Anyone who has been at a job long enough has witnessed how industries change. For example, I started writing newspaper columns 13 years ago before social media was a channel for people to get information.
Yes, it was a time when a stack of papers was dropped on your doorstep or left in your mailbox. When it wasn’t there when you woke up, you angrily called to find out where it was. Sigh. The good old days.
As I reflect on 12 years in broadcasting, it too is an industry that has seen significant change. I got in on the early days of internet radio. It was a foreign concept to terrestrial — that’s the AM/FM radio stations on the dial — and mainstream broadcasters didn’t see it as viable competition. This is much like blogs and social media didn’t initially pose a threat to newspapers.
Internet radio became a “thing” and then satellite radio soon followed. Then online streaming services allowed people to make their own playlists and be their own music programmer.
With new technologies and trends, industries have to adapt. Sometimes they can and do, while other times they don’t. (Who still has a VCR?)
When I look back on my time behind the microphone I think about how I started in my parents’ basement with a basic computer microphone and no knowledge of the industry. I knew about radio what I thought about radio. It wasn’t until I became friends with someone on the air that I sort of started to understand it. Quickly I realized that talking for the sake of talking isn’t radio – at least it wasn’t back then.
Making the best sense of it I could at the time, I pursued entrepreneurialism to be my own boss in broadcasting. I didn’t want to work for a radio station where someone dictated the music on my show or what I could and couldn’t say. Instead, I produced a two-hour show and shopped it around to any radio stations that would be interested in airing it. Luckily for me, my personality sealed the deal. Months after launching my own show and throwing the concept at program directors, I had six stations ready to run my show.
I didn’t go on the air with a fake “radio jock” voice. I talked like me. OK, maybe I did put a little oomph in it at the beginning but soon I figured out that just being me, and not a character, was what set me apart on internet radio.
As the concept grew in popularity and seemingly everyone became a broadcaster (quite frankly I was starting to get bored of myself) I upped my game. I strived to have more interesting content. That’s when I approached celebrity interviews and covering entertainment events.
No longer was I just heard on the radio, I was attending red carpets. Granted, this was still before the days of social media and selfies so the best I could do was send mass emails to friends and family and post a picture or two on a badly designed radio show website.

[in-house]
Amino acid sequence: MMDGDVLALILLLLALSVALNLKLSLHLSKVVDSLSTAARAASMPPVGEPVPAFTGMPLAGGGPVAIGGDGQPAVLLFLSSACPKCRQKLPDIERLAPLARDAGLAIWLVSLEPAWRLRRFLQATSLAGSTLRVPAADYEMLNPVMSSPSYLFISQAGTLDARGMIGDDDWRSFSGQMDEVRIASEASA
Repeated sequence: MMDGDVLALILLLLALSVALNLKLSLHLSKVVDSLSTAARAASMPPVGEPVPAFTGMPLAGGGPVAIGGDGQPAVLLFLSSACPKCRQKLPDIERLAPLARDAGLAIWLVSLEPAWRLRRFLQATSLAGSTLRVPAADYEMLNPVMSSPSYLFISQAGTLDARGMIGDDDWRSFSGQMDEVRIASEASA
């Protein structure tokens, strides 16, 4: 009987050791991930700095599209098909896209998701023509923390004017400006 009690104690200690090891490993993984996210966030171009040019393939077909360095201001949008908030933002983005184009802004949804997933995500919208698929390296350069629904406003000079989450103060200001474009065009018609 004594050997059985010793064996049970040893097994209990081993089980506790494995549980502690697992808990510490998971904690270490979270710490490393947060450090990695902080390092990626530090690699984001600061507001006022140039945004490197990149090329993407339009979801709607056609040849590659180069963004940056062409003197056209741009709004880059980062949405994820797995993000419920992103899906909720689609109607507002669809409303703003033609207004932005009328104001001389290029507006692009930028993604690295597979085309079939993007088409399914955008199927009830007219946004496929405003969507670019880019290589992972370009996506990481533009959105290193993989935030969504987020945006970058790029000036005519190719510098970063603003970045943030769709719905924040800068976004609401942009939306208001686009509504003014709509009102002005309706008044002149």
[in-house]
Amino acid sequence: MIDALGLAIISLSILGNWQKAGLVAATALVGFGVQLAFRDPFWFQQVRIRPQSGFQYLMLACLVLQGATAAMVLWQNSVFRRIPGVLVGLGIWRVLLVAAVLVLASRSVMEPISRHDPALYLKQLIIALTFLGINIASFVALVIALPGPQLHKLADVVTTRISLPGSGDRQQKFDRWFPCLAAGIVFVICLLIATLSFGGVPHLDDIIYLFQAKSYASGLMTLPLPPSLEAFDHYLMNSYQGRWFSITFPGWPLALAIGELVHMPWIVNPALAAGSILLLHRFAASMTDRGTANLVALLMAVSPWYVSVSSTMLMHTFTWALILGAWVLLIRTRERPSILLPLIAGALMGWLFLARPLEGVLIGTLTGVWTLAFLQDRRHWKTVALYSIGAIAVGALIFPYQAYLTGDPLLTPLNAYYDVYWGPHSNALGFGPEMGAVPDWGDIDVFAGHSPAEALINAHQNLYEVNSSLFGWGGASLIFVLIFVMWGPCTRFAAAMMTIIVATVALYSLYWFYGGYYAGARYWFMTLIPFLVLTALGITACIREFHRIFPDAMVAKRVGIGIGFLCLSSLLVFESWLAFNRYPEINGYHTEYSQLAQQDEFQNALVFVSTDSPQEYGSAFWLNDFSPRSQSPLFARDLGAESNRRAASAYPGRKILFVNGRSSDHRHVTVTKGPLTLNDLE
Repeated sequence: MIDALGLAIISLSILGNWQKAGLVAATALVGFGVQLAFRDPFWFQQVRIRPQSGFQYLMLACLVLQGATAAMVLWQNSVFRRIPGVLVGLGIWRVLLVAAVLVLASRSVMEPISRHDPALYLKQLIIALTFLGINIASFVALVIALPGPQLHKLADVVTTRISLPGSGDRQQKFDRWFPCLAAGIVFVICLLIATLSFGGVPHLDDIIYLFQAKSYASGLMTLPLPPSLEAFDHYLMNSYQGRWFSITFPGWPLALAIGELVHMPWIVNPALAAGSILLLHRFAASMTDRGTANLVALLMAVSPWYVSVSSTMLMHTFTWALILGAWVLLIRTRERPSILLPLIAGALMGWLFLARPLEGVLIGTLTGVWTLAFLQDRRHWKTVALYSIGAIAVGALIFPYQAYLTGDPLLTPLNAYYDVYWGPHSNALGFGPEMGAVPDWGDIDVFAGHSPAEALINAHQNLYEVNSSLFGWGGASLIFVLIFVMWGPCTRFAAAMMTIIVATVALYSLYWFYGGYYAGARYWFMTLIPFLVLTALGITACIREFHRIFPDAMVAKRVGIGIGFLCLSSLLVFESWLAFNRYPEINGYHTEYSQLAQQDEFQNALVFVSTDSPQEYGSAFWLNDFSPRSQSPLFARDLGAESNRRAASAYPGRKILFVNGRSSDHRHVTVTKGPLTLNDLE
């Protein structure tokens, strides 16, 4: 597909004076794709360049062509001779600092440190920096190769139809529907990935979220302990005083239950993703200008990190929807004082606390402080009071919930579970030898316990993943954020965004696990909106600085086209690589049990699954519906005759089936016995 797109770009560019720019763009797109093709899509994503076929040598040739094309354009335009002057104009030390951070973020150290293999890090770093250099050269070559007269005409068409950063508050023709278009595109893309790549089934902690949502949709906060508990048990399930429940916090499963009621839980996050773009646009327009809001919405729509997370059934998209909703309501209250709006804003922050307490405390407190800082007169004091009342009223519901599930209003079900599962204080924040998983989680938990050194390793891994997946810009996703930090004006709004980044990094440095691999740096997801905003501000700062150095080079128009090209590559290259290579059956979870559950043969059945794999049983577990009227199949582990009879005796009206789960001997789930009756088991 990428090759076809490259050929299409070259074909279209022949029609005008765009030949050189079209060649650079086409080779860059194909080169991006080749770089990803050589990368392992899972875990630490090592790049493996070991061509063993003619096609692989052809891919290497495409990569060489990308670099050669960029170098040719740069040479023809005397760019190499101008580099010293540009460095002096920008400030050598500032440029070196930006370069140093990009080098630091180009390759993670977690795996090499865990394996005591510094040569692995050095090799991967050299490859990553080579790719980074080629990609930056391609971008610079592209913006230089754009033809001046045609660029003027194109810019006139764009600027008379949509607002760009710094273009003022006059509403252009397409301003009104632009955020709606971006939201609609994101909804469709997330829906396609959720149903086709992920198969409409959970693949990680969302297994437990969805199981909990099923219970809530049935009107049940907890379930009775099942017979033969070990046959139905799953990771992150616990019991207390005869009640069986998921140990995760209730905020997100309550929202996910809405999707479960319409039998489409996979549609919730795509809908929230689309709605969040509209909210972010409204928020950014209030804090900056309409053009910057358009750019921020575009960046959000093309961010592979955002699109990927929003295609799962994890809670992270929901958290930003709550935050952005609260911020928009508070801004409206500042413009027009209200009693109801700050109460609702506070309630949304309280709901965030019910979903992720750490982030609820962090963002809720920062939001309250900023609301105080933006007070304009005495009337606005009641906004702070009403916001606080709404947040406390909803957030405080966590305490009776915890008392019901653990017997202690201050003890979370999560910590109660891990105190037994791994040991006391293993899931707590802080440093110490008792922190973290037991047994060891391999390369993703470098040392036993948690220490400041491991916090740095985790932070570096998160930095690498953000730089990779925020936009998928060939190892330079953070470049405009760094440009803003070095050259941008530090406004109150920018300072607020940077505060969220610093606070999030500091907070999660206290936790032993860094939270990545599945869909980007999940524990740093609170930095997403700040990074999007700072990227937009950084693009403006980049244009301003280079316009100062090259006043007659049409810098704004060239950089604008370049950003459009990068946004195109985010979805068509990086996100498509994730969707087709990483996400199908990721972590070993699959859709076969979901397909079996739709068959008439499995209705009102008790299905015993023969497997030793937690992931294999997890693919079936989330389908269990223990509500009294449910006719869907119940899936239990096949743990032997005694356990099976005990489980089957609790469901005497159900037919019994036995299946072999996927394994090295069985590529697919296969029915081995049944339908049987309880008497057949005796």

Fast forward 12 years where radio is more than just talking to a microphone on a desk. It is now talking and video streams and social media posts and is way more involved. It has evolved over time.
Every spring I reflect on what I have accomplished, though every day in my office I pass my Wall of Fame with pictures from red carpet events and my media credentials swinging with every breeze.
Have I done anything revolutionary in broadcasting? No. I will admit it was flattering to make a list of up-and-coming personalities in an American publication a few years after getting started. The whole thing has challenged my creativity, tested my patience and pushed my career expectations. I created something out of nothing and it has opened many doors for me.
People wonder why the anniversary date of April 24 doesn’t end the celebration then. Truth be told, I take a few weeks to think about what I have achieved and give a half smile/smirk at the good, the bad, the dramatic — the everything — that has come along with this life.
It has led me to write a bestselling book and be recognized in my city as consumer writer. It has led me to visit different tourist destinations and essentially get paid to vacation. It has led to my dogs having their own bank account and endorsement deals for a line of greeting cards.
I am far from being a millionaire and most businesspeople wouldn’t consider me a successful entrepreneur. I haven’t amassed a fortune or run a company with hundreds of employees.
I’m successful because I haven’t given up. I’m successful because I always believe I can do better. I’m successful because I have a thought and run with it. I’m successful because even when someone says I can’t accomplish it, I give it my best shot.
When asked where my career is headed in the next five years, I always say, “I have no idea.” Twelve years ago I never would have said I’d be doing radio but I was open to the idea (even after saying no a few times) and eventually gave it a go. I can only imagine how things would’ve turned out if I hadn’t been open minded to consider something that wasn’t on my radar.
It’s been a wild 12 years of constant learning and adapting but it’s been worth every sleepless night, every double-cheek-kiss on a red carpet and every minute on the air.